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Planning for Equine Evacuations During Hurricanes

Posted June 21, 2012

Evacuating when a hurricane hits the coast is a stressful and scary experience, especially when evacuating with horses. While tornadoes give little warning for evacuation, hurricanes can give enough lead time to actually move people and horses out of the storm's expected path. But even with that time, preparing for equine evacuations can be crucial to the survival of horses.

Dr. William Moyer, professor and special assistant to the dean at Texas A&M College of Veterinary Medicine and Biomedical Sciences, offered a series of suggestions for evacuating with horses.
"Take the threat seriously. You need to make the decision to leave as soon as you can. If you wait until the last minute, you're placing yourself and your horse in harm's way.  Over 100,000 animals were lost during Hurricane Ike," Moyer said.  He suggested that owners make sure their trailers are road-worthy before hurricane season begins or identify someone with reliable trucks and trailers who can transport horses for them.

Another important aspect of evacuating horses is ensuring that your horses are comfortable with loading. Working with your horses ahead of time is particularly important if a neighbor or friend will be transporting your horse because ill-behaved horses can waste valuable evacuation time or refusal of transport.

Evacuation traffic is often slow and crowded, creating a dangerous situation for trailered horses. "You are often forced to move quite slowly. Filling up on gas or diesel before entering traffic is imperative and can keep you out of situations where your animal might overheat or become dehydrated should you run out of fuel," Moyer said.

Moyer advised identifying evacuation destinations.

"While moving inland during a hurricane is important, finding a specific place to go is best. During hurricane Ike we sheltered 166 horses through a cooperative agreement with a local livestock arena operation. The degree of planning for resources, personnel, and scheduling regular care can be daunting. The State of Texas recognizes that prior planning and implementation is live saving for both animals and people."

He suggested creating an evacuation "kit" with a brief and well documented health history, a list of behavior peculiarities (if applicable), a first aid kit, cash, appropriate health documentation, enough food and adequate, safe water supplies for about four days, and any necessary medicine for chronic or preexisting illnesses.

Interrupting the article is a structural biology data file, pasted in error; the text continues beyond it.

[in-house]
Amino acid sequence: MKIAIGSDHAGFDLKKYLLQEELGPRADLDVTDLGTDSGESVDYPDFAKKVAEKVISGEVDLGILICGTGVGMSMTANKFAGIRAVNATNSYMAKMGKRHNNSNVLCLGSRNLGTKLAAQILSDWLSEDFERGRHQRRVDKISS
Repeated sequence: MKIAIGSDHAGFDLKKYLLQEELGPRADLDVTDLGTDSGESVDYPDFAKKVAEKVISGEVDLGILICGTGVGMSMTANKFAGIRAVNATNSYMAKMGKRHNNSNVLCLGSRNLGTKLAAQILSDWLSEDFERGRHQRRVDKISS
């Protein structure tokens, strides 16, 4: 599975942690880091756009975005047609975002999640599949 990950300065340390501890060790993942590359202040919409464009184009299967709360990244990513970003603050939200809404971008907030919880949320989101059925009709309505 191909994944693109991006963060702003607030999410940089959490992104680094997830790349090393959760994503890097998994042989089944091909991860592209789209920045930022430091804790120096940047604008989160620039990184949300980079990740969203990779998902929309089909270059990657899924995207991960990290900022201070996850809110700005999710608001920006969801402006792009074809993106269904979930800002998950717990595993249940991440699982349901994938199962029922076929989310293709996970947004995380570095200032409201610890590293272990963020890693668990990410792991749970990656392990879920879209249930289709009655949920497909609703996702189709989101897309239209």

Owners also need to ensure the appropriate health documentation accompanies the horse. An up-to-date Coggins test is necessary, particularly if crossing state lines. Moyer suggested making sure you have these papers organized before hurricane season.

In addition to required documentation, vaccinations are also suggested.

"Because evacuating can be a stressful time, vaccinations can help decrease the likelihood of several diseases," said Moyer. "Mosquitos can be a huge problem during hurricane season, and moving them around coastal areas can expose them to new areas of infestation and diseases."

Also, prepare current paper and electronic copies of pictures of your horse for reclaiming purposes, particularly if the horse isn't tattooed or branded.

"Ideally, these would include a picture of the owner and the horse together to insure ownership," Moyer said.

If you cannot evacuate your horse, or are forced to leave part of your herd behind, there are also some precautions that can help you reunite with your horse. Keeping photographs can help, but also attaching identification information to the horse's body can be useful.

"Braiding information wrapped in plastic to horses manes and tails can help. Livestock paint works well to put identification information on the body, and it's waterproof. Or even taking a pair of clippers and shaving your contact information into the animal's hair can help you reunite with your horse when you return."

In addition to preparing your horse for evacuation, Moyer also suggested preparing yourself.

"Have a personal evacuation plan, too. You have to take care of yourself first to be able to take care of your horse."



Pet Talk is a service of the College of Veterinary Medicine & Biomedical Sciences, Texas A&M University. Stories can be viewed on the Web at /pet-talk.

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